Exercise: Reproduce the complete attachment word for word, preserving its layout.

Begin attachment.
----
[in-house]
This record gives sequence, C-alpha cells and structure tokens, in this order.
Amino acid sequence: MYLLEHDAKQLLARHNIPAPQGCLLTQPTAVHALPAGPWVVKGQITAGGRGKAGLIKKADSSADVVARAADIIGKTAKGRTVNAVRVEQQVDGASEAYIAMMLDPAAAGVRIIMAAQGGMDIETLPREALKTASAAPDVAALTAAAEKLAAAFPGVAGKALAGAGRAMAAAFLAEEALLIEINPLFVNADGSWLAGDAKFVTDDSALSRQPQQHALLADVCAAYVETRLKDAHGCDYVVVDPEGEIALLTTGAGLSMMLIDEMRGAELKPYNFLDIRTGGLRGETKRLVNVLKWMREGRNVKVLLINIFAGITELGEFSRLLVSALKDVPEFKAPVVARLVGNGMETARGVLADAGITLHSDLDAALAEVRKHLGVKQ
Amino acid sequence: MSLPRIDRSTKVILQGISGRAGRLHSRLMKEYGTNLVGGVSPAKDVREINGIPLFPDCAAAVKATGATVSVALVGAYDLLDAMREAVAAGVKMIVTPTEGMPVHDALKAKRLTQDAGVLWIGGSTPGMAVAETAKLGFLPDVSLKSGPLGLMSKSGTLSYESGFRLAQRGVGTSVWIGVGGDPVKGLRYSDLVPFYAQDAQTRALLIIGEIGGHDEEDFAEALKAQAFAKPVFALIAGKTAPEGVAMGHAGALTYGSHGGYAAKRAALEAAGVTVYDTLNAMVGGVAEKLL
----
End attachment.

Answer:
[in-house]
This record gives sequence, C-alpha cells and structure tokens, in this order.
Amino acid sequence: MYLLEHDAKQLLARHNIPAPQGCLLTQPTAVHALPAGPWVVKGQITAGGRGKAGLIKKADSSADVVARAADIIGKTAKGRTVNAVRVEQQVDGASEAYIAMMLDPAAAGVRIIMAAQGGMDIETLPREALKTASAAPDVAALTAAAEKLAAAFPGVAGKALAGAGRAMAAAFLAEEALLIEINPLFVNADGSWLAGDAKFVTDDSALSRQPQQHALLADVCAAYVETRLKDAHGCDYVVVDPEGEIALLTTGAGLSMMLIDEMRGAELKPYNFLDIRTGGLRGETKRLVNVLKWMREGRNVKVLLINIFAGITELGEFSRLLVSALKDVPEFKAPVVARLVGNGMETARGVLADAGITLHSDLDAALAEVRKHLGVKQ
Amino acid sequence: MSLPRIDRSTKVILQGISGRAGRLHSRLMKEYGTNLVGGVSPAKDVREINGIPLFPDCAAAVKATGATVSVALVGAYDLLDAMREAVAAGVKMIVTPTEGMPVHDALKAKRLTQDAGVLWIGGSTPGMAVAETAKLGFLPDVSLKSGPLGLMSKSGTLSYESGFRLAQRGVGTSVWIGVGGDPVKGLRYSDLVPFYAQDAQTRALLIIGEIGGHDEEDFAEALKAQAFAKPVFALIAGKTAPEGVAMGHAGALTYGSHGGYAAKRAALEAAGVTVYDTLNAMVGGVAEKLL